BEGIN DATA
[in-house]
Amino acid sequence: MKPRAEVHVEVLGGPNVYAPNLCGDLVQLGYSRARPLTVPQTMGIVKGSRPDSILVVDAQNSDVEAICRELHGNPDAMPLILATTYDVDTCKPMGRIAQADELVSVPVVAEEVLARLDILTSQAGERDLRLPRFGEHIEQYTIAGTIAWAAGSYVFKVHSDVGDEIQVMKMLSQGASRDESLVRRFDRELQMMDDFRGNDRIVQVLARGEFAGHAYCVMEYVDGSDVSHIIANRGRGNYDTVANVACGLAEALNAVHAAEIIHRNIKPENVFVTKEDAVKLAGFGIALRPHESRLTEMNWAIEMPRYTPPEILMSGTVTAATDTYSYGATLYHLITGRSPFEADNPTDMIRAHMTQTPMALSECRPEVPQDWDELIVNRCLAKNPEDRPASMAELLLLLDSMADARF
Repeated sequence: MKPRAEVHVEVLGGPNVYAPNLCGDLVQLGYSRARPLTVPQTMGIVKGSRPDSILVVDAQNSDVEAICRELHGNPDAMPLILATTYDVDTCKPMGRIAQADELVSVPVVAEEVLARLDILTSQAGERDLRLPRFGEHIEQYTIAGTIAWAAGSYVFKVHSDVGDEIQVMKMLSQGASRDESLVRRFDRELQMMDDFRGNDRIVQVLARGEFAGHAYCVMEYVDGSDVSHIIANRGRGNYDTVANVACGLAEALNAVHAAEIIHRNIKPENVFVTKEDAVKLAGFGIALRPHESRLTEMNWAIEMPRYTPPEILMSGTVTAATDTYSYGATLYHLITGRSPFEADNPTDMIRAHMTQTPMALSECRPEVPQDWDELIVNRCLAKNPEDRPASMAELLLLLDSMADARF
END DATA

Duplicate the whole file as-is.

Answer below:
[in-house]
Amino acid sequence: MKPRAEVHVEVLGGPNVYAPNLCGDLVQLGYSRARPLTVPQTMGIVKGSRPDSILVVDAQNSDVEAICRELHGNPDAMPLILATTYDVDTCKPMGRIAQADELVSVPVVAEEVLARLDILTSQAGERDLRLPRFGEHIEQYTIAGTIAWAAGSYVFKVHSDVGDEIQVMKMLSQGASRDESLVRRFDRELQMMDDFRGNDRIVQVLARGEFAGHAYCVMEYVDGSDVSHIIANRGRGNYDTVANVACGLAEALNAVHAAEIIHRNIKPENVFVTKEDAVKLAGFGIALRPHESRLTEMNWAIEMPRYTPPEILMSGTVTAATDTYSYGATLYHLITGRSPFEADNPTDMIRAHMTQTPMALSECRPEVPQDWDELIVNRCLAKNPEDRPASMAELLLLLDSMADARF
Repeated sequence: MKPRAEVHVEVLGGPNVYAPNLCGDLVQLGYSRARPLTVPQTMGIVKGSRPDSILVVDAQNSDVEAICRELHGNPDAMPLILATTYDVDTCKPMGRIAQADELVSVPVVAEEVLARLDILTSQAGERDLRLPRFGEHIEQYTIAGTIAWAAGSYVFKVHSDVGDEIQVMKMLSQGASRDESLVRRFDRELQMMDDFRGNDRIVQVLARGEFAGHAYCVMEYVDGSDVSHIIANRGRGNYDTVANVACGLAEALNAVHAAEIIHRNIKPENVFVTKEDAVKLAGFGIALRPHESRLTEMNWAIEMPRYTPPEILMSGTVTAATDTYSYGATLYHLITGRSPFEADNPTDMIRAHMTQTPMALSECRPEVPQDWDELIVNRCLAKNPEDRPASMAELLLLLDSMADARF